Friday, June 22, 2012
Nuclear Assault - Something Wicked (1993)
Ironically, it's his vocals that prove one of the saving graces for this album, keeping it from plunging fully over the precipice to utter suck. He adds a little more rock and roll spice to his formula, while keeping that raw, urban harshness that defined the earlier works. Almost like an East Coast Chuck Billy, with a few traces of former Whiplash singer Glenn Hansen (in fact, Something Wicked does occasionally remind me of their 1989 LP Insult to Injury). He even pulls off the moodier pieces like "The Forge", with dire, bluesy acoustic guitars, or "No Time", the sorta power ballad in which he pulls off some of his most refined melodies ever. In fact, this album has more clean guitars than any other in their catalog, a sign they were striving for that added mainstream penetration, that late breakthrough they never quite reached in the prior decade. Unfortunately, the brighter points to Something Wicked are counterbalanced by one of the most mundane riffing selections you'd find anywhere: nothing offensive or lacking in variation, but pitifully average at a time when the genre had been largely reduced to just its most ardent supporters, and the dustbin.
I realize there's a more horror spin to the lyrics here, what with the Ray Bradbury inspiration to the title/title track and the Twilight Zone-themed cut "To Serve Man" (both cool topics in my estimation). The Cold War had receded, the street fighting mutant clobbering Damnation Alley aesthetics of the past records probably seemed moot. There were also two new members in the fold: David DiPietro of Jersey might-have-beens TT Quick replaces Bramante, and bassist Scott Metaxas has some huge shoes to fill with Dan Lilker having gone off to focus on grind superstars Brutal Truth. The former's flashier guitars are certainly felt through the album with the added licks and leads that burst out through pieces like "Another Violent End", while the latter just doesn't have those same, pulverizing rhythmic chops that his predecessor brought to the band. Neither is incompetent, but certainly their performance here contributes to the album's clear separation from their prior outings, and when they've only got such generally simplistic, chugging post S.O.D./M.O.D. riffs to work through, what could we really expect?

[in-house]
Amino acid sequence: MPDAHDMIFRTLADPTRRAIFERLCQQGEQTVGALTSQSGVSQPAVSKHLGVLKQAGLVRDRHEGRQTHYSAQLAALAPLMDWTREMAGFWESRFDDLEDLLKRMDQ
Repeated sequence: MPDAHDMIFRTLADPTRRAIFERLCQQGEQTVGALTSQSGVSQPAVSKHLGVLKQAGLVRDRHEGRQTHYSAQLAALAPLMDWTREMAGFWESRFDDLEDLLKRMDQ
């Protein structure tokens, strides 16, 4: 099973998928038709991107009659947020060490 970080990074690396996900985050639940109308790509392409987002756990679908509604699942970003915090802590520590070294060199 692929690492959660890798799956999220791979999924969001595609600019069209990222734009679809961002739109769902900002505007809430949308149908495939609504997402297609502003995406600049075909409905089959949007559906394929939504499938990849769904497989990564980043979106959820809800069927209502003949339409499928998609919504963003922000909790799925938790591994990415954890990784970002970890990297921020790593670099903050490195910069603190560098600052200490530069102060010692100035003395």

Reinvention I can handle, but not at the cost of that vital, youthful energy the band thrived upon through the 80s. Tunes like "Something Wicked", "Madness Descends" and "Chaos" are capable of getting the head banging for a few seconds, until one realized that nothing surprising or memorable is coming down the pipe. So many of the guitar progressions and lead sequences remind me of something Dave Mustaine would have written around this time that it's almost a distraction. They've also brought back a few of the useless ditties that plagued older albums, with the 9 second "Art" and a 40 second acoustic variation of "Another Violent End" called "The Other End". Only a few tunes like "Poetic Justice" (pre-profanity bridge) are ultimately able to conjure up that violent momentum of a Game Over or Survive, and while Connelly and Evans each deliver a decent performance, I found the album a sliver less impressive than Out of Order, which was already a letdown for many of the band's fans.
Verdict: Indifference [5.75/10] (draw the lightning out of my mind)